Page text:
Over at the New York Times, economist Jeffrey Sachs opines about the need for greater measures to “end poverty” in countries across the world where people are truly suffering. Using data from the World Bank, Sachs reports that the proportion of households in developing countries below the extreme-poverty line has declined sharply from 52 percent in 1980, to 43 percent in 1990, 34 percent in 1999, and 21 percent in 2010. Sachs then explains what is needed in order for this to continue:
Here are the basics: economic growth, and hence a market economy, is vital. Africa’s poverty is declining in part because its growth rate picked up from 2.3 percent per year during the lackluster years of 1990-2000 to 5.7 percent during 2000-10. Without economic growth, there cannot be sustained gains in income, health and other areas. Continued progress depends on heavy investments in major infrastructure — water, electricity, waste management — and these in turn depend on large-scale private financing, hence a suitable market framework.
So anti-market sentiment is no friend of poverty reduction. But neither is free-market fundamentalism. Economic growth and poverty reduction can’t be achieved by free markets alone. Disease control, public education, the promotion of new science and technology, and protection of the natural environment are public functions that must align with private market forces.
At this point we can begin to see the lack of social imagination in the goal of simply “ending poverty.” The Christian tradition, instead of focusing on only two spheres of society — government and the economy — pushes the conversation forward toward human flourishing and sustainable economies because people are made for more than simply living in a less-bad world. Christian teaching places emphasis on the moral, social, political, and economic contexts that contribute to societies where humans can flourish in morally excellent ways consistent with their creational design. Sachs completely misses, then, the importance of mediating institutions.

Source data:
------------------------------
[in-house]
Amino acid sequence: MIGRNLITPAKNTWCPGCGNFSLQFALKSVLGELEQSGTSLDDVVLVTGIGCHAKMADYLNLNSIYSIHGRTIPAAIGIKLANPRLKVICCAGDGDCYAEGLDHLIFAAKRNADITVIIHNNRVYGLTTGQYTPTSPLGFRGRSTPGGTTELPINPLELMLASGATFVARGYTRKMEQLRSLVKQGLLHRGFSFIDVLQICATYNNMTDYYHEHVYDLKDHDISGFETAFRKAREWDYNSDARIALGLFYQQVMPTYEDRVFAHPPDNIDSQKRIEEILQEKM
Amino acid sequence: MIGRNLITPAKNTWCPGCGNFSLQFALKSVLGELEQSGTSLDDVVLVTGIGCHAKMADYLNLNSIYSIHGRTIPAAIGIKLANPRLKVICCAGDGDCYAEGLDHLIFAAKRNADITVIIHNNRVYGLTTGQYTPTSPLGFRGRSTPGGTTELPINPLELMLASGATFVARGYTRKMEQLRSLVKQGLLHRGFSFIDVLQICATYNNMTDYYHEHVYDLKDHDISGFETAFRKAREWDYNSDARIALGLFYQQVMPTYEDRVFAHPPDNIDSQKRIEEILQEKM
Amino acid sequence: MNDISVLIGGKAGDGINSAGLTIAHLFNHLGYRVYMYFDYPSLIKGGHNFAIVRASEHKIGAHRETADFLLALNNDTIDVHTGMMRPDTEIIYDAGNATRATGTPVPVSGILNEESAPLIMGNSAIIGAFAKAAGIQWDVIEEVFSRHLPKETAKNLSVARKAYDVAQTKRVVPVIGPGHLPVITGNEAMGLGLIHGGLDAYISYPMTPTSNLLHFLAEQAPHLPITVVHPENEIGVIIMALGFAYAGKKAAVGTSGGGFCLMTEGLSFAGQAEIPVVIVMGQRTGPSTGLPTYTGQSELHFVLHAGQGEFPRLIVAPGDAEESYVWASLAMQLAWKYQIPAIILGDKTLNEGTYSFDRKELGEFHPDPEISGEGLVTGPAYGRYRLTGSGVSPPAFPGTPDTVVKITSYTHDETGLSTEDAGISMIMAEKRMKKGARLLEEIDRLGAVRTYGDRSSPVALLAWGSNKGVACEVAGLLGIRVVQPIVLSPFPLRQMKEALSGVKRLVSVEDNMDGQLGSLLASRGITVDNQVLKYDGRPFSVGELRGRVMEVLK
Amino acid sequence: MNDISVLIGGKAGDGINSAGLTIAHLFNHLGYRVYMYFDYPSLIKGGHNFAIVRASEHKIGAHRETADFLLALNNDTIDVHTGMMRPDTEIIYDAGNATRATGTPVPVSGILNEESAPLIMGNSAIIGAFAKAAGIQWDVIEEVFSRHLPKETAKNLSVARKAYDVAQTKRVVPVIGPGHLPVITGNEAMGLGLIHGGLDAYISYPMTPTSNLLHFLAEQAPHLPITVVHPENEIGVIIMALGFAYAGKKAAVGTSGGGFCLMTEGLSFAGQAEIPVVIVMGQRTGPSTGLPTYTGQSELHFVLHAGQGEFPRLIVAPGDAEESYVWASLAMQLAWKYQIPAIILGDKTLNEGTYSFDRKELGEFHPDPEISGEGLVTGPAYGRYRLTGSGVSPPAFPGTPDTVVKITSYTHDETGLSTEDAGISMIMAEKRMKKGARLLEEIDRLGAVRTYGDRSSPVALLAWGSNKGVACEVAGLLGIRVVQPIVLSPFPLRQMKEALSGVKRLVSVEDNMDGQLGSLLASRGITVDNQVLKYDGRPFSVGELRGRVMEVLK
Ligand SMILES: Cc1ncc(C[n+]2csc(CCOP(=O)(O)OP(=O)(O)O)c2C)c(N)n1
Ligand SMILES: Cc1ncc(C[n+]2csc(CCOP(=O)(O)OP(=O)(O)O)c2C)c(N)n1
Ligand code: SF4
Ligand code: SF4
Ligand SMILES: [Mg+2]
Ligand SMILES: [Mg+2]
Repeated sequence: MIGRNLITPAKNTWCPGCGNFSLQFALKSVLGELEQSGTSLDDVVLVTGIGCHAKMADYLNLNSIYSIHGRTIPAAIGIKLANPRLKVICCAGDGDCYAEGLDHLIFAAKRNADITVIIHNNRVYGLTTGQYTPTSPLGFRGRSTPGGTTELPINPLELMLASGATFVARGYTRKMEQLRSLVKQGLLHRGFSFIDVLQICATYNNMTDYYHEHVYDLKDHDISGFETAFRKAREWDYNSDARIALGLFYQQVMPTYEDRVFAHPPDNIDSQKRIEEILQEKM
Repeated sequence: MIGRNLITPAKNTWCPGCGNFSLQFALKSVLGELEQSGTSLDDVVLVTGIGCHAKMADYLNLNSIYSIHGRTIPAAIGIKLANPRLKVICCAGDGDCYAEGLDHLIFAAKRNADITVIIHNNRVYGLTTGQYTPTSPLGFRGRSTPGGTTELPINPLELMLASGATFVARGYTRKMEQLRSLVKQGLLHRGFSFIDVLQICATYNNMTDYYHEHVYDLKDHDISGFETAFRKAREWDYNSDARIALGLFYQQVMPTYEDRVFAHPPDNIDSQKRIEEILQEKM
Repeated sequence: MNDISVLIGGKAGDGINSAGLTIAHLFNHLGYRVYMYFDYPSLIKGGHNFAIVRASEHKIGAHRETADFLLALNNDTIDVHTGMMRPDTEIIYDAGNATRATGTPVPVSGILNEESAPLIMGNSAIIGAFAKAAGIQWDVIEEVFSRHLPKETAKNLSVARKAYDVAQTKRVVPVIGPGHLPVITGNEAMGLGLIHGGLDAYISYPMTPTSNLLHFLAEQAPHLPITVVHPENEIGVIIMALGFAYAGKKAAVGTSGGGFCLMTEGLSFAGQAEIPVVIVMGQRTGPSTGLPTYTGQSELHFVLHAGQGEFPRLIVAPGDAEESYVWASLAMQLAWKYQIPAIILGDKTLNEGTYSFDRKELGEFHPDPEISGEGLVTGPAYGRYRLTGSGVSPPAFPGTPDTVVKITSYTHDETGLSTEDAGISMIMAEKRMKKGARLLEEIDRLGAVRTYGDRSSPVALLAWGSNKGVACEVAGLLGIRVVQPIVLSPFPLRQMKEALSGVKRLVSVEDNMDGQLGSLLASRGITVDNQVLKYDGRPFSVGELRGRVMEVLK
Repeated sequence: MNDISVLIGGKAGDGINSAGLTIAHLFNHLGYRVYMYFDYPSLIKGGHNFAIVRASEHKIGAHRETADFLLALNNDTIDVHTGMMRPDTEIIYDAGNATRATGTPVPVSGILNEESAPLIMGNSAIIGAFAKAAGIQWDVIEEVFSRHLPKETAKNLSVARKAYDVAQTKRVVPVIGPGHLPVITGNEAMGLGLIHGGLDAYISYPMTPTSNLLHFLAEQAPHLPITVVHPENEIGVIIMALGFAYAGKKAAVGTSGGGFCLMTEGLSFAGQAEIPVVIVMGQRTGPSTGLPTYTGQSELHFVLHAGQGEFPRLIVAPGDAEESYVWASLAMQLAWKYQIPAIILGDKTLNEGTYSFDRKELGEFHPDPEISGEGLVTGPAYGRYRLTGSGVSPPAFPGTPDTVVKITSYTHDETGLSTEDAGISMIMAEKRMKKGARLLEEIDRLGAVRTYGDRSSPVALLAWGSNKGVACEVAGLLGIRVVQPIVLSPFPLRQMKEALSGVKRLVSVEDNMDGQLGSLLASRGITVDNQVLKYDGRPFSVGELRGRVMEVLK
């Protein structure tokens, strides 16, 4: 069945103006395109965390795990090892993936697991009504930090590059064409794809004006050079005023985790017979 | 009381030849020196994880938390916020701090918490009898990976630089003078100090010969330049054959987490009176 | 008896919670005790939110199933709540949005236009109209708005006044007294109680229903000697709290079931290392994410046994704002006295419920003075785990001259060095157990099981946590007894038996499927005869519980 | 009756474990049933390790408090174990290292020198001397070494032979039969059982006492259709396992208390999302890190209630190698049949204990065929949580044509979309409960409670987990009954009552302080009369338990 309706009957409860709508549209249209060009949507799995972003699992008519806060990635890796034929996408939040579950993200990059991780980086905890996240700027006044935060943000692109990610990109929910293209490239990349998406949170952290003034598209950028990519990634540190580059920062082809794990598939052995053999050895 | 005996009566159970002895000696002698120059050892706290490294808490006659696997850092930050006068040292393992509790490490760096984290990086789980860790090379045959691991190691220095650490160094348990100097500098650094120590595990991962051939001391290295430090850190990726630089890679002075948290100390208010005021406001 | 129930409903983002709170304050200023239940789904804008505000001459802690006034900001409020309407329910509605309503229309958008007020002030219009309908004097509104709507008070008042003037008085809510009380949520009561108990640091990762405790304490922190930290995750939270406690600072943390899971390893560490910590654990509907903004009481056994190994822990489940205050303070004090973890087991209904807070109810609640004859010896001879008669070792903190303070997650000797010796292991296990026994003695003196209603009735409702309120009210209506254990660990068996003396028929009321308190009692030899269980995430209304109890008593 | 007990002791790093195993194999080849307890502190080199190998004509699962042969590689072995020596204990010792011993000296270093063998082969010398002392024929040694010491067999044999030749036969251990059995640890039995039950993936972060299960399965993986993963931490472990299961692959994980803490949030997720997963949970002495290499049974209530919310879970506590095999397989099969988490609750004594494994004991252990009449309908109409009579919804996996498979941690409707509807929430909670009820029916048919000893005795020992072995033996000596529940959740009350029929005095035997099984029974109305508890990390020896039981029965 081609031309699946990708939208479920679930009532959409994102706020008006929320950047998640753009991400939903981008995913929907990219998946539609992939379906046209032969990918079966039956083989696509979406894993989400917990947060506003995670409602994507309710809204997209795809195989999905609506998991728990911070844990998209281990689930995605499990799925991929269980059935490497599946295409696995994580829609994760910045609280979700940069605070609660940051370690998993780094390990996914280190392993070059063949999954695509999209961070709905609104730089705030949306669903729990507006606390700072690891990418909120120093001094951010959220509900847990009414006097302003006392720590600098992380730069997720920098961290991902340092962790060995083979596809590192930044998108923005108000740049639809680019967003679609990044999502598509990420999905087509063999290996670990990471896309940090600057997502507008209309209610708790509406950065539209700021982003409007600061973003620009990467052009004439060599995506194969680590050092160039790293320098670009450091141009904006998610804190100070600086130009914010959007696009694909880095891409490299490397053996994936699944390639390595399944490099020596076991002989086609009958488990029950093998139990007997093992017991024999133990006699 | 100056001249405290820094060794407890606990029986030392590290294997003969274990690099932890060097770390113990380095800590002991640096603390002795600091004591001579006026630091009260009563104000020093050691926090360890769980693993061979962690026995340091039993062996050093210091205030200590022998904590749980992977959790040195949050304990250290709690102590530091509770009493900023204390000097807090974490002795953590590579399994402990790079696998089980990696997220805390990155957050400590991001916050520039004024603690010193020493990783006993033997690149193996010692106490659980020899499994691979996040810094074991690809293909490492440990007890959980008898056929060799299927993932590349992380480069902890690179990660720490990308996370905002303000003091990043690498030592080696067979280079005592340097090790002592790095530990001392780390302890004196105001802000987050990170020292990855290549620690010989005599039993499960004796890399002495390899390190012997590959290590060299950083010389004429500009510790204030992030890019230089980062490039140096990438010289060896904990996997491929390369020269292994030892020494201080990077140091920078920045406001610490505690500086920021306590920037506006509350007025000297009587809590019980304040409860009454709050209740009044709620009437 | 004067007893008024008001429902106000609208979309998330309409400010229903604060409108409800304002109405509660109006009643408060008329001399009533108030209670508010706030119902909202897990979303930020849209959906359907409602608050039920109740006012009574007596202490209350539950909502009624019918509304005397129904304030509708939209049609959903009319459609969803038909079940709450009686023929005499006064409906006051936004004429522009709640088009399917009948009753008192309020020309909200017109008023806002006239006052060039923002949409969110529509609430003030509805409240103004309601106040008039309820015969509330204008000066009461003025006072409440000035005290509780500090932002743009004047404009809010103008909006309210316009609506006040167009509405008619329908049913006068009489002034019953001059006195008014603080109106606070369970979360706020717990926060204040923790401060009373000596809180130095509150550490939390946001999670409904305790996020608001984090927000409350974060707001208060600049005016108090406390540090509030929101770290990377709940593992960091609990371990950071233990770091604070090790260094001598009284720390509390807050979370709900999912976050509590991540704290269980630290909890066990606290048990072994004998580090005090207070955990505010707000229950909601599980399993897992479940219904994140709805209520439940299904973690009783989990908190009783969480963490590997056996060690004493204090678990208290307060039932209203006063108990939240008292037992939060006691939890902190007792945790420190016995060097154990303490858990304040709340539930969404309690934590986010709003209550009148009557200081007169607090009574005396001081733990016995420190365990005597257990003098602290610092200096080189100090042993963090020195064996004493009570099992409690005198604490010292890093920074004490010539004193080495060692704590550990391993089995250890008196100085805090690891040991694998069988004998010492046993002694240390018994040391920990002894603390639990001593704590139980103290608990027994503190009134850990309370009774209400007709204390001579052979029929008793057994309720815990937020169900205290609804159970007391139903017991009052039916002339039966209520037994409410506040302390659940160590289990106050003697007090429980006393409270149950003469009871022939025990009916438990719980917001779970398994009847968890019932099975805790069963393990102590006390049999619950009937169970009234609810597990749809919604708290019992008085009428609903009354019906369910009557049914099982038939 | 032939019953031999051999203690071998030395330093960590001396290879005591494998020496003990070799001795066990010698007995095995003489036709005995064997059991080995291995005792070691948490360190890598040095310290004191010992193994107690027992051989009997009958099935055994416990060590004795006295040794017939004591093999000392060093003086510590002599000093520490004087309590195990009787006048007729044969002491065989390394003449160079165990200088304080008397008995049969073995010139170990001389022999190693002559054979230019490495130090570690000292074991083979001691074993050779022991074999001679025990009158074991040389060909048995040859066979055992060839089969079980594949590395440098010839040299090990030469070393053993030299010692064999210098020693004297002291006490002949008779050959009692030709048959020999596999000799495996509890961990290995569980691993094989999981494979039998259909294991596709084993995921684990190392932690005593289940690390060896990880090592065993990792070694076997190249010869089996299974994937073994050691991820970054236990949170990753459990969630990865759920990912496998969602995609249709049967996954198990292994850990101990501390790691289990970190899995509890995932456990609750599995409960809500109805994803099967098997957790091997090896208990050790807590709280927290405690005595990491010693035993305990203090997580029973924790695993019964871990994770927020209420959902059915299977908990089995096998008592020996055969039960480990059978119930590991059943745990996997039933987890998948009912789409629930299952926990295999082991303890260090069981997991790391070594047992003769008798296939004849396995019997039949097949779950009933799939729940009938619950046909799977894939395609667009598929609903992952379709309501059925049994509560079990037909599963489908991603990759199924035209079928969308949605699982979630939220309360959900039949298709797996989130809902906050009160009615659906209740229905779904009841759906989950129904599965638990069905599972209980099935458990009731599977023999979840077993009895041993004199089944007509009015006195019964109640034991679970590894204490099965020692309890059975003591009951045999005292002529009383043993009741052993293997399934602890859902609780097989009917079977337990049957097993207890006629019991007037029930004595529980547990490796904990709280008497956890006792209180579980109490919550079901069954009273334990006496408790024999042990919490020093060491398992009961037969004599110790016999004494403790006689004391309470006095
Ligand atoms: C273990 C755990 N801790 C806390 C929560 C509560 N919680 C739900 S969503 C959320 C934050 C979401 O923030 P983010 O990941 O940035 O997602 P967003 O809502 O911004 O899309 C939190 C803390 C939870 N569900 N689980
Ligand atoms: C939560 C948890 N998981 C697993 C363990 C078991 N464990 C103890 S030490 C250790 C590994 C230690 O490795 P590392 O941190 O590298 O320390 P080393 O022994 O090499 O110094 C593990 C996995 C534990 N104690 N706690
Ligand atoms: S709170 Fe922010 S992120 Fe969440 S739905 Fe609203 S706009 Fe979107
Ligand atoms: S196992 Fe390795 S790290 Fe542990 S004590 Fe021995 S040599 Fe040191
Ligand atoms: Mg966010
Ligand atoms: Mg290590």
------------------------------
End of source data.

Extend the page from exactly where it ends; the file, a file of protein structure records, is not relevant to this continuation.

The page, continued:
While Sachs gives a helpful nod to the role of free markets, he still needs to be pressed on whether or not the state is the best institution to manage a nation’s healthcare, technological innovation, education of children, and natural resources. Since “The Great Society” policies of FDR, the American progressive experiment and the failures therewith should make Sachs reconsider his confidence in intimating that many of these are best handled by the state. What is worse is that Sachs is blind to the role of mediating institutions as a necessary pillar to sustainable economies, not simply so that people stay out of poverty but that they flourish in the long term. Intermediate institutions such as guilds, churches, the family, and culture-making activities are essential to cultivating the types of values that allow societies to be more than merely materially less bad but also promote virtue, freedom, and sustainable innovation.